Politics & Policy

McCain’s Last Laugh

Senator John McCain lost the presidency, but kept his sense of humor.

Woodbridge, Va. — Senator John McCain nearly leaps out of a black sport-utility vehicle and makes his way toward the door of American Legion Post 364. He grins widely and shakes a few hands. His jowly face looks ancient, but his frame is lean, and he moves quickly. “Hey there! How are ya?” he says, as he grabs the shoulders of silver-haired men in garrison caps.

Four years ago, McCain lost a presidential election by 192 electoral votes, but to Vietnam veterans and other former service members, he remains a towering figure. The second McCain steps inside, the packed banquet hall erupts with applause. As he walks toward the lectern, past a table piled high with Romney-Ryan posters, several men stand up and salute him. McCain squints and nods. This isn’t a mere rally; it’s a homecoming.

“I really appreciate that introduction,” McCain says a couple of minutes later, after a local Republican has briefly introduced him. “It’s far nicer than the one I got at the Scottsdale Rotary Club, where the guy said, ‘Here’s the latest fellow from Washington.’” The crowd laughs. McCain flashes that sideways smile and goes on. “When I graduated from the Naval Academy, I tried to get into the Marine Corps, but my parents were married,” he says, glancing at two elderly Marines. The grandfatherly veterans slap the table and roar. “Then I had a son, who at 18 joined the Marine Corps,” McCain tells them, winking.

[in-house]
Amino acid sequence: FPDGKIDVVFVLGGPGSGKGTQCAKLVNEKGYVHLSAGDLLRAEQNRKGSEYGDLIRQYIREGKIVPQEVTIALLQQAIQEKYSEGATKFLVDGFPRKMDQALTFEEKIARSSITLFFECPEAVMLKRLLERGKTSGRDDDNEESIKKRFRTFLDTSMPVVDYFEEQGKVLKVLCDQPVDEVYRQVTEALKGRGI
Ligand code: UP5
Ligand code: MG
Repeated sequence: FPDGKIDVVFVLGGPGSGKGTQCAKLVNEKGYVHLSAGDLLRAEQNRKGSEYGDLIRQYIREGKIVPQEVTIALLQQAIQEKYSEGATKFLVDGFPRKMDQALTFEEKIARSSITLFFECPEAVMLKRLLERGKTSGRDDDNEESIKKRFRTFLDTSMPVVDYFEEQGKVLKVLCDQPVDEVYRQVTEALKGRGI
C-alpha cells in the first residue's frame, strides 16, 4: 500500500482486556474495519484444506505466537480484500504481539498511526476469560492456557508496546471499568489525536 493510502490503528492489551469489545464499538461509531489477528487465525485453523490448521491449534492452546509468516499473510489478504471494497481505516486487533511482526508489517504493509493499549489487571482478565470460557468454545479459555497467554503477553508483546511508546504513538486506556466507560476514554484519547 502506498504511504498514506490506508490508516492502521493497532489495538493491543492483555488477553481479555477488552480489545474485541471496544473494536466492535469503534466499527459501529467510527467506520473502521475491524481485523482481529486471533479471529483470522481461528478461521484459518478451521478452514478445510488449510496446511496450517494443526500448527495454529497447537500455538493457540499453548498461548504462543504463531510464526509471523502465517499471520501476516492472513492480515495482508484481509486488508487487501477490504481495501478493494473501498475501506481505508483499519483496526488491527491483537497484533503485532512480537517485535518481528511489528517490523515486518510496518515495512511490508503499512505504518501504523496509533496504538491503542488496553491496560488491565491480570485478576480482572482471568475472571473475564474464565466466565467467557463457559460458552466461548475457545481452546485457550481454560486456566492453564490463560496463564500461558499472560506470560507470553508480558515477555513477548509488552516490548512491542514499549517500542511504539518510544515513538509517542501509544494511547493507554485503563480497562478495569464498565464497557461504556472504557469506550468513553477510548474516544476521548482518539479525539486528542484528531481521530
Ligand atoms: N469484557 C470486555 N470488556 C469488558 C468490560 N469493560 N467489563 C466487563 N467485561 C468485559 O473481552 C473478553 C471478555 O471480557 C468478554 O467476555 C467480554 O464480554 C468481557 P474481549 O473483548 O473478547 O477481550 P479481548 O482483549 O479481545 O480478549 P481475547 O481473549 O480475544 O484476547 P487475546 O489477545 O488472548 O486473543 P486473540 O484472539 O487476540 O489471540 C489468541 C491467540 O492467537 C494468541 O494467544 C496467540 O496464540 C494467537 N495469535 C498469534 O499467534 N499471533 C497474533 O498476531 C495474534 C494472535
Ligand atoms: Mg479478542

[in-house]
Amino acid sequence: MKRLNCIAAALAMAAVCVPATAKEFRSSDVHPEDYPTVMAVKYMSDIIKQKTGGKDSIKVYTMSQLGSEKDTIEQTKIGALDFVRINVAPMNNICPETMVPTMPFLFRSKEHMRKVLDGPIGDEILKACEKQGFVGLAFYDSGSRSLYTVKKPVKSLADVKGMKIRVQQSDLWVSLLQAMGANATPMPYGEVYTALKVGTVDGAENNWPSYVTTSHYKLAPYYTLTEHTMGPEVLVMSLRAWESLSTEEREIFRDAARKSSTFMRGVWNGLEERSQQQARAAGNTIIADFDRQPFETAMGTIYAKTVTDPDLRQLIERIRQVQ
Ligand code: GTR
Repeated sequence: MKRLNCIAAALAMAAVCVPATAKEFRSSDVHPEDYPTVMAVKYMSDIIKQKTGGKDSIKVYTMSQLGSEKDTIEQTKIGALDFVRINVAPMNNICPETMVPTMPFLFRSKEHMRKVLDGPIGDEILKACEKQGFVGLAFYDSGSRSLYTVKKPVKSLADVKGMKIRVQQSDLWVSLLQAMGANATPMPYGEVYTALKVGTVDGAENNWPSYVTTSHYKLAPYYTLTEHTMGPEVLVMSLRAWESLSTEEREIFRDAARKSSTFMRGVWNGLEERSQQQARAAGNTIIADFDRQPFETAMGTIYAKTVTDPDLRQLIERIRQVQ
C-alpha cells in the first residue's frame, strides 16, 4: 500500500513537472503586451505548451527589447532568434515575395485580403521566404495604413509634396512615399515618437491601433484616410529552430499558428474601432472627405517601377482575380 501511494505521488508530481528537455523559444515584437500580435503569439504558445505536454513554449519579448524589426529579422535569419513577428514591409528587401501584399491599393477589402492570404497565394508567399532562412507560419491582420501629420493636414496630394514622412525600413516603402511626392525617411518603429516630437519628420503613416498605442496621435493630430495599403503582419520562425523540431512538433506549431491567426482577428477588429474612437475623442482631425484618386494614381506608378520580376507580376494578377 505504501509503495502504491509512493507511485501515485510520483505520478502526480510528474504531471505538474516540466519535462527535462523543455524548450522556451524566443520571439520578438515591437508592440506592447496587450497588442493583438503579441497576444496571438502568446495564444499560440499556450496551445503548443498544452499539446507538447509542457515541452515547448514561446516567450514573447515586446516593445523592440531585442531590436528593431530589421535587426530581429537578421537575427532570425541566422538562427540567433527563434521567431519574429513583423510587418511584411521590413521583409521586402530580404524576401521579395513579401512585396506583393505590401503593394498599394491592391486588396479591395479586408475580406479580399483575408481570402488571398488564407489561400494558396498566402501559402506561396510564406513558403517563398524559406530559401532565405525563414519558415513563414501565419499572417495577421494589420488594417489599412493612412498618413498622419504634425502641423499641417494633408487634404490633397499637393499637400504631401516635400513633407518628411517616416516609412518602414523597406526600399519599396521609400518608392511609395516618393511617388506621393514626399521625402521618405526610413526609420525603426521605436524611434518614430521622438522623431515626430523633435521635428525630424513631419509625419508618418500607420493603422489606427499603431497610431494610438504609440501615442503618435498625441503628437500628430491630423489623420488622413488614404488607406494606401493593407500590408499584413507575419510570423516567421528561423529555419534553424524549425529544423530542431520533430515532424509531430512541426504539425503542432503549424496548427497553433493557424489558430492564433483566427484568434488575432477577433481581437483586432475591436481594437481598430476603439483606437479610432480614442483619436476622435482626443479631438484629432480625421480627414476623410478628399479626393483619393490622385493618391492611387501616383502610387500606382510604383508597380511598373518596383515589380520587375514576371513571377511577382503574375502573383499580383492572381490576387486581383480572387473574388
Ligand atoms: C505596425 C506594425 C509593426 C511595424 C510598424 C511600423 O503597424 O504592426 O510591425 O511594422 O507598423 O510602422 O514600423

McCain loves these jokes, even though he’s been telling them forever. He loves these men. Many of them served with him in Southeast Asia. Some of them are younger, veterans of the conflicts in the Middle East, but they still look at McCain with reverence. “Today is a little bit nostalgic for me,” McCain says, walking slowly around the dais, his hand clutching the wireless microphone. “It was 45 years ago today that I intercepted a surface-to-air missile with my own airplane and parachuted into a lake in the center of the city of Hanoi.” The drive to the prison, he says, chuckling, took only five minutes.

The laughter at that remark is lighter. Everyone in the room knows that McCain then spent more than five years as a prisoner of war. He was severely beaten, and to this day he needs assistance in order to comb his hair and tie his shoes. But McCain doesn’t get into that. Instead, he turns his wistful thoughts toward a more recent struggle: his presidential defeat. “After I lost, I slept like a baby,” he says. “Sleep two hours, wake up and cry; sleep two hours, wake up and cry.” The veterans exhale and clap, relishing McCain’s self-deprecation. He lost the presidency, but kept his sense of humor.